February 10, 2009
SENSITIVE MATERIAL DO NOT DISTRIBUTE.
SENSITIVE MATERIAL DO NOT DISTRIBUTE.
WE HAVE AN AGREEMENT WITH THE CORPORATION THAT WE WILL ONLY
PUBLISH JOINT COMMUNIQUE. THIS WILL HELP YOU TO ANSWER
QUESTIONS FROM YOUR MEMBERS.
Why don’t we get any information about negotiations?
What are our demands?
What is happening at the table?
The members of the executive and the members of the bargaining team are
often asked these questions, and it is not surprising. It is only natural for
us to want information, and to know what the effects will be on us
individually. We understand the frustration of not knowing.
The Interest Based Negotiation Process that we use does not lend itself to
providing answers to these questions. The process is based on frank and
open dialogue between the parties and calls for solutions to be suggested
by anyone in the room. It calls for the participants to throw in whatever
idea comes to mind regardless of what one supposes the ramifications
could be. Without confidentiality people would be reluctant to share some
of those innovative ideas.
At the start of the process, each side has issues that need to be resolved.
In the traditional type of bargaining each team would develop ‘DEMANDS’,
which would be a list of solutions to the problems/needs that they had
determined their issues to be. These lists were exchanged with very little
dialogue, and then the parties would break off to ponder their response to
the other side’s demands. When they met again, the two sides would
exchange new lists of demands based on their responses and the process
would commence again. Traditionally only the Chief Spokesman for each
team spoke during these sessions.
In the interest based model, the parties do not exchange pre determined
solutions (demands), but rather share their issues with the other party.
(What needs to be fixed and why, or what they need). At various stages in
the process, any and every one in the room suggests possible solutions,
and finally the group as a whole evaluates those solutions as to whether
or not they solve the problem and whether or not they can be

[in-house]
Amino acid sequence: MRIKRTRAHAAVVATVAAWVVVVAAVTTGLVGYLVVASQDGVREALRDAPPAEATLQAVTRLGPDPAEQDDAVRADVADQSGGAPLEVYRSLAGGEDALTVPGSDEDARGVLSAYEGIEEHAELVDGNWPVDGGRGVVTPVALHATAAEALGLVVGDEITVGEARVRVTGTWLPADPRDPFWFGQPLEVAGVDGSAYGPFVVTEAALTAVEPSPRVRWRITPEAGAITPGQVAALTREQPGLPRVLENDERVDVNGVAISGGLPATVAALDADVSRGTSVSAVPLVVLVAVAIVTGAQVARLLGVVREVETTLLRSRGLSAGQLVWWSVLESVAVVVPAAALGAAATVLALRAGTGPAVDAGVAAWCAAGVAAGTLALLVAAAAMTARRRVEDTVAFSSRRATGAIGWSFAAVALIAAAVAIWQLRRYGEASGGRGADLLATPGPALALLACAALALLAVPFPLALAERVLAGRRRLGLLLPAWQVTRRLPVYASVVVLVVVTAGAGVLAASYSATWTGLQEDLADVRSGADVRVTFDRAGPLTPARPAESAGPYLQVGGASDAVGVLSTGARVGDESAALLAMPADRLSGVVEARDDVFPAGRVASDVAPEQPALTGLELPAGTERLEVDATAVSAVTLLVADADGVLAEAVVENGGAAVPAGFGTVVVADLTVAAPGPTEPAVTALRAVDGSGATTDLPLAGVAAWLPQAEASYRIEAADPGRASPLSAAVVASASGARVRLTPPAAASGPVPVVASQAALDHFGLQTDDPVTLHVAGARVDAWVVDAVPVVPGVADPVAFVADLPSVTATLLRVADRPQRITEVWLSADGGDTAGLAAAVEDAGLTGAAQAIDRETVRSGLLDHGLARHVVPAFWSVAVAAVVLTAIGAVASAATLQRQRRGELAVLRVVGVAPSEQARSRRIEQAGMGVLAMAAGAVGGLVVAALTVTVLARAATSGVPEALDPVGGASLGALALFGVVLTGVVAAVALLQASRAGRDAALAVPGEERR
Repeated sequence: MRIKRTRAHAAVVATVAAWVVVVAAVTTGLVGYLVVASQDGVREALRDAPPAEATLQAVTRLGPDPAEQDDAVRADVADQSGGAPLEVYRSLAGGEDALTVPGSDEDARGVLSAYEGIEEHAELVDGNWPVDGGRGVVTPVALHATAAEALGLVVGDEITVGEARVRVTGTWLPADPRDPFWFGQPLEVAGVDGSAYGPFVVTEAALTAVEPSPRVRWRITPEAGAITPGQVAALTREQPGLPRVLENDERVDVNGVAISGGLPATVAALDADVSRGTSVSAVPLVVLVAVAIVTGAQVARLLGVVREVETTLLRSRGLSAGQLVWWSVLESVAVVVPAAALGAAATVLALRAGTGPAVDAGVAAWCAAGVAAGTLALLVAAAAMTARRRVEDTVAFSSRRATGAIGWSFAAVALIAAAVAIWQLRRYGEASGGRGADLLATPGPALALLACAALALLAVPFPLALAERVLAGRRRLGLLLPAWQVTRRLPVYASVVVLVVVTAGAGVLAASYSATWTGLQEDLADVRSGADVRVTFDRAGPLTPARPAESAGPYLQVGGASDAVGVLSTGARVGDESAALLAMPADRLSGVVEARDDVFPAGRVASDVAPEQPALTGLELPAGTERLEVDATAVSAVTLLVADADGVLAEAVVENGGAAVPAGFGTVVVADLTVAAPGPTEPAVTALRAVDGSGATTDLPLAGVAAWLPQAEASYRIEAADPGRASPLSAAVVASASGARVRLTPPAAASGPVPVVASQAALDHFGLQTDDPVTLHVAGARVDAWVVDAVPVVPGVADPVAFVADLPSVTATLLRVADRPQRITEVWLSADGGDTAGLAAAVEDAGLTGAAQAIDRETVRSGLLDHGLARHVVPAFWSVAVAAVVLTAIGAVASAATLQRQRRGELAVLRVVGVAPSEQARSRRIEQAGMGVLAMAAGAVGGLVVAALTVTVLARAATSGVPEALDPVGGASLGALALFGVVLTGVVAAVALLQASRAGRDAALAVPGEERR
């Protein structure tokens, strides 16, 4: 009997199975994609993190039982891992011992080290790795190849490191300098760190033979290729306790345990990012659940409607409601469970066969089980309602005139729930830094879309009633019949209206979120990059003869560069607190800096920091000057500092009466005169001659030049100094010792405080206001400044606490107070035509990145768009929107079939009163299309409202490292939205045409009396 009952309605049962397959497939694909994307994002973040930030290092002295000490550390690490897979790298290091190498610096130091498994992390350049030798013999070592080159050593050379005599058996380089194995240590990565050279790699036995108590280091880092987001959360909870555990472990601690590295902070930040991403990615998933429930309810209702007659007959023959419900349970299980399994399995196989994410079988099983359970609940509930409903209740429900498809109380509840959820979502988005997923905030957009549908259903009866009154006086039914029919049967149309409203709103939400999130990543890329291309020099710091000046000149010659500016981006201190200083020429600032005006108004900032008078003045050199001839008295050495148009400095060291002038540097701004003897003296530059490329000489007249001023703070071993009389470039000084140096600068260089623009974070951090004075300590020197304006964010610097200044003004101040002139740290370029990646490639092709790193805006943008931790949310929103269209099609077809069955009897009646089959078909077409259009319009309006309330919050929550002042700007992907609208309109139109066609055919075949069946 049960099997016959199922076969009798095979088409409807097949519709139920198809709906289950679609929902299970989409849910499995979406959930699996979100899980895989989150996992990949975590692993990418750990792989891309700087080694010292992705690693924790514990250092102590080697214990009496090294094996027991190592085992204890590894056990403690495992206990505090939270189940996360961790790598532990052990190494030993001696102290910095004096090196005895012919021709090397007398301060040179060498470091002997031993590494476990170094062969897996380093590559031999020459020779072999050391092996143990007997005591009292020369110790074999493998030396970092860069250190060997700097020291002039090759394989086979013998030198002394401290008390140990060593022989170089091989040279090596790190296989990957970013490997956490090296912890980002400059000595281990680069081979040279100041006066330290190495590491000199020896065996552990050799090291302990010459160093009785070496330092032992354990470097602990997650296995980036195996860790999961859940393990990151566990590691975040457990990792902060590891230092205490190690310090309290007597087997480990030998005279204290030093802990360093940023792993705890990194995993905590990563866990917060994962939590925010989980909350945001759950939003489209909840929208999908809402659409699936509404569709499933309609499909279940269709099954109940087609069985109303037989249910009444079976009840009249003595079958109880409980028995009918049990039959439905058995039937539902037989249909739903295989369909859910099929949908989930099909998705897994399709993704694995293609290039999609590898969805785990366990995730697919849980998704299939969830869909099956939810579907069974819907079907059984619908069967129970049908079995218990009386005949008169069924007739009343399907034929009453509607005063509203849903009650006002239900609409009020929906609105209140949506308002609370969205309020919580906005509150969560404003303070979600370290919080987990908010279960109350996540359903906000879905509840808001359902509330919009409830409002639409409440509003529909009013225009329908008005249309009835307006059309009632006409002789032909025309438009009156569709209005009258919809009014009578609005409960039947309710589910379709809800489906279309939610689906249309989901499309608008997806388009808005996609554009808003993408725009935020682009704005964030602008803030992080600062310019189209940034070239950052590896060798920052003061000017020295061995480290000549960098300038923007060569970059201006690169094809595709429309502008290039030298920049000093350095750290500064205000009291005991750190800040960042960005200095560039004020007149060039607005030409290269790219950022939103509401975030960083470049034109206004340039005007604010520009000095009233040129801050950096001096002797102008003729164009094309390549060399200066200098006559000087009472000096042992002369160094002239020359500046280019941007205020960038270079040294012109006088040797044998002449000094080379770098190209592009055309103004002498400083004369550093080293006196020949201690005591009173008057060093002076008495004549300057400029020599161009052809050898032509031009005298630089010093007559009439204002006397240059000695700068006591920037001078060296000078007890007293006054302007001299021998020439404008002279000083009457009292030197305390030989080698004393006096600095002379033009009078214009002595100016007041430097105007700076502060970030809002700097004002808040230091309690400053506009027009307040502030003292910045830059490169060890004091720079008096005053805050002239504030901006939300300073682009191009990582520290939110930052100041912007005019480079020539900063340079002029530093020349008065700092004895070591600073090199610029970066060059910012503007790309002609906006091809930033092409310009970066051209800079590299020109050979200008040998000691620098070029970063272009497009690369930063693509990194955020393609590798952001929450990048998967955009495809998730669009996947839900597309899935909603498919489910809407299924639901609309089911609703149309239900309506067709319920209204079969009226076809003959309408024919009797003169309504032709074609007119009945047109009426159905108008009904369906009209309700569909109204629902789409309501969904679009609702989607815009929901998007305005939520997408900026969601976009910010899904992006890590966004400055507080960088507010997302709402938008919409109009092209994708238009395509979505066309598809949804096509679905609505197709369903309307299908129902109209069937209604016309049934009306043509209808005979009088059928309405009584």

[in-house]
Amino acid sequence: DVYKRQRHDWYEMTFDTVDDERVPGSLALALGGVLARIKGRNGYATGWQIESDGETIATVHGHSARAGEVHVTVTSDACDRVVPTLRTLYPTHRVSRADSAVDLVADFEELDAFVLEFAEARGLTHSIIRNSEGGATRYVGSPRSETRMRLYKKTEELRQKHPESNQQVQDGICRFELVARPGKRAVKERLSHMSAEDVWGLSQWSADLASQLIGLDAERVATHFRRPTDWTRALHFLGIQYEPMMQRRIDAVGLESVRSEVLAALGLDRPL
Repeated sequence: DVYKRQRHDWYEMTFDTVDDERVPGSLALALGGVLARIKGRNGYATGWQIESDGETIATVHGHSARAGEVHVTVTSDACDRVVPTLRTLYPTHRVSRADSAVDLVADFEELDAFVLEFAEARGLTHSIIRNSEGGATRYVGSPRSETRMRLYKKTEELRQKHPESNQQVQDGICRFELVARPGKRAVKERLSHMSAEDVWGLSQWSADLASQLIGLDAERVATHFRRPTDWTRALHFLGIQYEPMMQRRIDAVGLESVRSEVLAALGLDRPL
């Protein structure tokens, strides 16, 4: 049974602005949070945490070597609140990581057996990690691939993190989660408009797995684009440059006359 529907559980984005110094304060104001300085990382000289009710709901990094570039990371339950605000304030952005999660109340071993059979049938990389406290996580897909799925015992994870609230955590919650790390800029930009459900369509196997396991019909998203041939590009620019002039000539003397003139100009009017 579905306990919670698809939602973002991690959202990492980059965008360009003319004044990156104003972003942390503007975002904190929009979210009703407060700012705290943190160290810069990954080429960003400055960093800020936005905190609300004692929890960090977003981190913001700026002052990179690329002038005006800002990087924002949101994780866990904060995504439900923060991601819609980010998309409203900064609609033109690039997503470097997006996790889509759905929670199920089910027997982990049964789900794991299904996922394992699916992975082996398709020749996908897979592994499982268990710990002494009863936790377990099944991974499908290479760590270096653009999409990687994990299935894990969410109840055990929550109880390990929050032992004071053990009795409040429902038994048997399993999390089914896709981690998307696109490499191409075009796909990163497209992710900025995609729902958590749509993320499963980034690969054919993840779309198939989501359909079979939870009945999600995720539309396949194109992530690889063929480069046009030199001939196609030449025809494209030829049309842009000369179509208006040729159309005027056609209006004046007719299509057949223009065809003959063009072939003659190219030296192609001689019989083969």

implemented. This last step would include each team assessing whether or
not they could get a buy on from their constituents.
The process is not followed in a linear fashion, for example all of the issues
are shared first. These are usually framed in a manner which tells
everyone the direction but lacks specifics. The next step is to categorize
these issues and determine the order in which to proceed. Usually a
generic grouping would be housekeeping – which would include minor
language corrections, revision of dates etc., the next group is often the
non-monetary items, a lot of these actually do have cost implications, and
finally the monetary issues which include compensation and benefits.
After the grouping and order is determined the participants begin to
discuss the interests under each issue which provides the road maps, and
then they generate the options (proposed solutions). The final step in the
process is to evaluate the options and attempt to come to agreements on
the solutions. The generating and evaluating of options is usually, but not
always done within the groupings, before moving to the next group.
Invariably at some point during the negotiations, the parties have to revert
to the traditional type global offer to resolve the outstanding issues.
Since the entire process needs everyone’s participation and the issues stay
open for some time without closure, confidentiality on the discussions is a
must. As I said earlier, without that assurance of confidentiality the
parties would be reluctant to share some of the ideas at all and wouldn’t
share others at an early enough stage in the discussions for both teams to
see/understand the whole picture.
Although the parties may agree in principal on some items as we move
through the process, nothing is officially agreed to until the end, and
therefore there can be no sharing of the specifics at the table until the end
of the process.
At the end of the process any issues that the parties can not agree on will
be taken to an Arbitrator for Final Offer Selection- Binding Arbitration. In
this type of arbitration, the arbitrator chooses either one side’s solutions or
the other’s. There is no jurisdiction to take pieces of each of the Final
Offer’s, only to take one in its entirety. This practice forces each side to be
very realistic in formulating their final offer, to ensure they can be